Ayyyeee… What’s Goodie Everyone. So I got some tea and it involves information on the coronavirus vaccine by another company.
AstraZeneca became the third pharmaceutical company to announce positive results from late stage trials of a coronavirus vaccine, saying that its candidate, developed by Oxford University, is up to 90 percent effective.
Scientists and politicians hailed the third straight week of scientific news as a sign that, even as coronavirus cases surge to devastating levels in many countries, an end to the pandemic is in sight.
Pfizer and its German partner BioNTech and Moderna have each reported vaccines that were 95 percent effective in clinical trials. The AstraZeneca trial was 70 percent effective overall, with up to 90 percent efficacy in a smaller group that got a lower dosage. Different trial designs make direct comparison complicated, but with somewhat lower protection, the AstraZeneca vaccine may be a more realistic option for much of the world, as it is likely to be less expensive and does not need to be stored at subzero temperatures.
The Oxford-AstraZeneca team said in a video conference with journalists that its candidate offered 90 percent protection against the coronavirus when a subject received half a dose, followed with a full dose one month later. Efficacy was lower 62 percent when subjects received two full doses a month apart.
The AstraZeneca results have yet to be peer reviewed or even published, and outside scientists said that much depended on seeing those in detail. Many questions remain, including why the lower dose regimen was more effective. It is also unclear whether the vaccine can reduce transmission of the coronavirus by people who have no symptoms, which would have repercussions for how soon people could stop wearing masks. No one yet knows how long immunity from the vaccine will last.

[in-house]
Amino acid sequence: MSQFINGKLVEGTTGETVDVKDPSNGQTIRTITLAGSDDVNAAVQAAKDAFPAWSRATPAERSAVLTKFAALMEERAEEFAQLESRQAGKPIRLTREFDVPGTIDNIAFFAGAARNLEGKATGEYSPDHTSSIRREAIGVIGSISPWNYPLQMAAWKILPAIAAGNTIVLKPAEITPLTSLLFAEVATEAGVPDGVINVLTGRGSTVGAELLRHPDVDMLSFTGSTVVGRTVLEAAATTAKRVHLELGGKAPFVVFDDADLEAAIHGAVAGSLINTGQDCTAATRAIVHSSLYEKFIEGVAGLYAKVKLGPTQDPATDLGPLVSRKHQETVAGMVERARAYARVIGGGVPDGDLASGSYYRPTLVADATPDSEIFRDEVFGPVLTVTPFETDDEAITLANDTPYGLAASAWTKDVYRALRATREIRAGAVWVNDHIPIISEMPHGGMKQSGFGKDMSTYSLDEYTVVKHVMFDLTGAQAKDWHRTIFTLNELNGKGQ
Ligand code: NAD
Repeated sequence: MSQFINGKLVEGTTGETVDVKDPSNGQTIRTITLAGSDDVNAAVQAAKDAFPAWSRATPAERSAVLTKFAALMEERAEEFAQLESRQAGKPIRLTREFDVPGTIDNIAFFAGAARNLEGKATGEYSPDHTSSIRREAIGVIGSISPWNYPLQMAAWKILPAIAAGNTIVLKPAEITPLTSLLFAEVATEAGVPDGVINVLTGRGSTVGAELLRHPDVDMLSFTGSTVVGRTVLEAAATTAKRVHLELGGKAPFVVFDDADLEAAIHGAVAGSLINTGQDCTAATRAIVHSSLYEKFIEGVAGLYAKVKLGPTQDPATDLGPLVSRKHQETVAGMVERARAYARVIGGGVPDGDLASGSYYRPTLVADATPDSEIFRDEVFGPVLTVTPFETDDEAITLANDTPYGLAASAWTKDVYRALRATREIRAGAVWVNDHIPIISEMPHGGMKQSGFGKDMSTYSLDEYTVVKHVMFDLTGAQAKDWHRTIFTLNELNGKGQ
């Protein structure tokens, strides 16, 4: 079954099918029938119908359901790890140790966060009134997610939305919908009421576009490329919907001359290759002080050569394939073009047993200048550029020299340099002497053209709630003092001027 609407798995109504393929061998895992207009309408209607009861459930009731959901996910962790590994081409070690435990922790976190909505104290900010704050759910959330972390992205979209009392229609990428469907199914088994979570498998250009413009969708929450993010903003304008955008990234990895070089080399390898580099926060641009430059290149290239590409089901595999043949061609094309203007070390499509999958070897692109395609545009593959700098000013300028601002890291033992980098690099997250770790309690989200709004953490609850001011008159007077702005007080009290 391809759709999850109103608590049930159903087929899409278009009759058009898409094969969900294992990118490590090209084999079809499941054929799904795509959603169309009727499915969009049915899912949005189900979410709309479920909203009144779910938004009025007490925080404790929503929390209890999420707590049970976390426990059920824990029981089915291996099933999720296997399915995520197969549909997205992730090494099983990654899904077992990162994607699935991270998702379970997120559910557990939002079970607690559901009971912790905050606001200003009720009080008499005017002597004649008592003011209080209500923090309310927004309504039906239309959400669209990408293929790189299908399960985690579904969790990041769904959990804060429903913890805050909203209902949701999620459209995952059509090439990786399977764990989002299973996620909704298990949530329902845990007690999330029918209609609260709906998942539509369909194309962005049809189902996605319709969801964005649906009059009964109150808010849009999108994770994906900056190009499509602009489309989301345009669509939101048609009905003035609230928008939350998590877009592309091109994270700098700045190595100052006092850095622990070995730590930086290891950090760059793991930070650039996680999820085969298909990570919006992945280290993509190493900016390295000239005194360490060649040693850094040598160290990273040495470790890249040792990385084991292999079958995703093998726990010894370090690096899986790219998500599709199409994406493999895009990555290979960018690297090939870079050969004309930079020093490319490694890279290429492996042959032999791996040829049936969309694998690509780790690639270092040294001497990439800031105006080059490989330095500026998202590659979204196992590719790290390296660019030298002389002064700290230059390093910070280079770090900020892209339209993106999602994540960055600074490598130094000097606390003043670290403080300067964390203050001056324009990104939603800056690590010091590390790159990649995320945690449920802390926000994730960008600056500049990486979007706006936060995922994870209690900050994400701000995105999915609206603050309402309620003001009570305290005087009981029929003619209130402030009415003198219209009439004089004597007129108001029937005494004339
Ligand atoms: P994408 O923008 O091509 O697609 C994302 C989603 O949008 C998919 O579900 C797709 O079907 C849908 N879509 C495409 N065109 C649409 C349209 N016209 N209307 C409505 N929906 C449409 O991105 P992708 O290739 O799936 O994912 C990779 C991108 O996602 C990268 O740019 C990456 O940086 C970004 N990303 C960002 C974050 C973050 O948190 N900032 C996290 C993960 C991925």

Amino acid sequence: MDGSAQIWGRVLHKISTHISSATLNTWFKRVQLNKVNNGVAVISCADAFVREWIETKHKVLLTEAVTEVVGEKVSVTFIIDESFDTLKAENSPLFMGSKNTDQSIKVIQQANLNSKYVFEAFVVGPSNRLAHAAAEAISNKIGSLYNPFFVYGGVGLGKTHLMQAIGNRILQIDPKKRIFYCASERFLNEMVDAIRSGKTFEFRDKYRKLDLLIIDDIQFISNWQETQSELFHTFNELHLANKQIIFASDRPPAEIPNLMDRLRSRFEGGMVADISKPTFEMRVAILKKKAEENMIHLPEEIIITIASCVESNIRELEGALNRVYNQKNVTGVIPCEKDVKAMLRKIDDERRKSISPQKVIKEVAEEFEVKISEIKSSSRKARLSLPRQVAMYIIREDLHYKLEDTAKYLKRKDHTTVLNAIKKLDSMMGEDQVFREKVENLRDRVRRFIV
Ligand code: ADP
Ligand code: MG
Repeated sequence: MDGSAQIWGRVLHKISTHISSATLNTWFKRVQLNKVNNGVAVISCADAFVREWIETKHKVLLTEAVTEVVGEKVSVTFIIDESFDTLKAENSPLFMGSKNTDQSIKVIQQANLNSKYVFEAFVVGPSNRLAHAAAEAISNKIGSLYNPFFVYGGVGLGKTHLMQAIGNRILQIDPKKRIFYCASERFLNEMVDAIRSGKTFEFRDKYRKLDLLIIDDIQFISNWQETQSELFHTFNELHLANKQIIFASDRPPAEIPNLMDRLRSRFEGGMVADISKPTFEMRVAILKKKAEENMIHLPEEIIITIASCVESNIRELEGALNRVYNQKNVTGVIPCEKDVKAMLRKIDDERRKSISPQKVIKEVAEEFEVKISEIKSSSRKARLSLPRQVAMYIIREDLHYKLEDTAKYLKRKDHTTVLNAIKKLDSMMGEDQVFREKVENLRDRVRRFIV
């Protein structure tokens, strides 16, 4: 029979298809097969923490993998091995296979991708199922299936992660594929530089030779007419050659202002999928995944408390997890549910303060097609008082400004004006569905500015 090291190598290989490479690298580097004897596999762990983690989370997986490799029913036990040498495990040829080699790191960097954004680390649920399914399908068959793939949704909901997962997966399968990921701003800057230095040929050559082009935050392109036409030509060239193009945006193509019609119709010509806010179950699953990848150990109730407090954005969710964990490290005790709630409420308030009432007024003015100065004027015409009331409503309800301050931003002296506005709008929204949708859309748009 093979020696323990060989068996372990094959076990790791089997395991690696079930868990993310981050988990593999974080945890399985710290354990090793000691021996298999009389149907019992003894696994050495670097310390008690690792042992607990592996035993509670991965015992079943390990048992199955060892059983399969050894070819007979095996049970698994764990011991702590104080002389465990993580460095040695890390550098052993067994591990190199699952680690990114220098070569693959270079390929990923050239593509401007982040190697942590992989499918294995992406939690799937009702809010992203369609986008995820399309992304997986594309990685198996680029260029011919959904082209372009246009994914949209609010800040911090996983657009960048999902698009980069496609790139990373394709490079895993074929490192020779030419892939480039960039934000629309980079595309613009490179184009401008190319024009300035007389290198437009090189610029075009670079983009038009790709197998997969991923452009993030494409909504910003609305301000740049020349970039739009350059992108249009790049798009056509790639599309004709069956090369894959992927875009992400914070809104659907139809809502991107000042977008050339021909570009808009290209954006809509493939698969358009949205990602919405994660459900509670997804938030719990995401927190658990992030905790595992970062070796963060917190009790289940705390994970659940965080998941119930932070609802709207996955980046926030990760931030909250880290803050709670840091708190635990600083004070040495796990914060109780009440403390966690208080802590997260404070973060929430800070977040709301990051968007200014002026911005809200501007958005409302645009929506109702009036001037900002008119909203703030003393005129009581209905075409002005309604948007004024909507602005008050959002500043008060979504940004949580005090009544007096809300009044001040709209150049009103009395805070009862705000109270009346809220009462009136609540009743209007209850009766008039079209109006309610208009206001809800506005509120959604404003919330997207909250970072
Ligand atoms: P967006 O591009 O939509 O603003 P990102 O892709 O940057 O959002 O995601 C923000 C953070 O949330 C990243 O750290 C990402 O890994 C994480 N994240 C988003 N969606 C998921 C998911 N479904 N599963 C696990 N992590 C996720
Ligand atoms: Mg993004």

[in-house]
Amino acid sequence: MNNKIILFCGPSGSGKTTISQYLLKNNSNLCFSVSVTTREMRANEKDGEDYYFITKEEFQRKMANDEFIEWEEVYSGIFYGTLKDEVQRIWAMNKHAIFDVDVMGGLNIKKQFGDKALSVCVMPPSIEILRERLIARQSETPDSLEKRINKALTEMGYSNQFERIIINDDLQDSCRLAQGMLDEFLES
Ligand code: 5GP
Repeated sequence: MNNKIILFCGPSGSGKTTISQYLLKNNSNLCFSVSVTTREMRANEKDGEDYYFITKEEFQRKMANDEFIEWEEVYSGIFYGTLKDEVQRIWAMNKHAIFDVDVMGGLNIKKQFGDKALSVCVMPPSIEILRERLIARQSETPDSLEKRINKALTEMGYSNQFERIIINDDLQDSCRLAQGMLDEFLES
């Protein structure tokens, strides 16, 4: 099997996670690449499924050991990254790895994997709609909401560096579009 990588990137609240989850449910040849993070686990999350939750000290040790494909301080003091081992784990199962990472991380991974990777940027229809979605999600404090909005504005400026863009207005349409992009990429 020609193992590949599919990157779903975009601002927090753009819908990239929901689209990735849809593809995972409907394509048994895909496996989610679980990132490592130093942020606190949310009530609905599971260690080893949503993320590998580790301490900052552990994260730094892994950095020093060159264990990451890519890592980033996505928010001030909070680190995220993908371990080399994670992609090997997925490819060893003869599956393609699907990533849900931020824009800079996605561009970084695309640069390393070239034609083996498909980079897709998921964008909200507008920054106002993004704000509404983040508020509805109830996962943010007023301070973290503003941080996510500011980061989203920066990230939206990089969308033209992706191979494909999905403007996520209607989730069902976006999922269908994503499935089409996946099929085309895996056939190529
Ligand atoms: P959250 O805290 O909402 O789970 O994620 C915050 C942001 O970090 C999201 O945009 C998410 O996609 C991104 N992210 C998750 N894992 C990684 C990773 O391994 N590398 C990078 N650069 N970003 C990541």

Sarah Gilbert, who is a lead Oxford researcher, cautioned that the dose and a half regimen would have to be studied more closely to be fully understood. But she said that the first half dose might be priming a person’s immune system just enough, and that the booster would then encourage the body to produce a robust defense against infection.
The company said it will present the results to Britain’s health care products regulators immediately and begin seeking emergency authorization in the United States. It is still only midway through its U.S. clinical trial, though, and now wants to adjust the format to further assess the half dose shot plus booster.
Participants who received the vaccine developed no severe cases of the coronavirus or required hospitalization, AstraZeneca said Monday. The drugmaker also said that no “serious safety events” were reported in connection with the vaccine, which was typically “well tolerated” by participants regardless of their dosing levels or ages.
The vaccine uses a harmless cold virus that typically infects chimpanzees to deliver to the body’s cells the genetic code of the spike protein that dots the outside of the coronavirus. That teaches the body’s immune system to block the real virus.
The reason the regimen with an initial half dose worked better remains unclear, some people close to the research have said that it could be related to the fact that the body’s immune system can develop a defense mechanism to block the harmless virus that’s used to deliver the spike protein’s code. Giving a smaller initial dose may lessen those defenses, and make the vaccine more effective.
Other vaccines in late stage development use a similar technology, harnessing a harmless virus to deliver a payload that will teach the immune system how to fight off the real thing including a Johnson & Johnson vaccine, a Russian vaccine being developed by the Gamaleya Research Institute and a vaccine made by CanSino Biologics in China.
The Pfizer and Moderna vaccines both use messenger RNA, a new vaccine platform never approved in a medical product for people.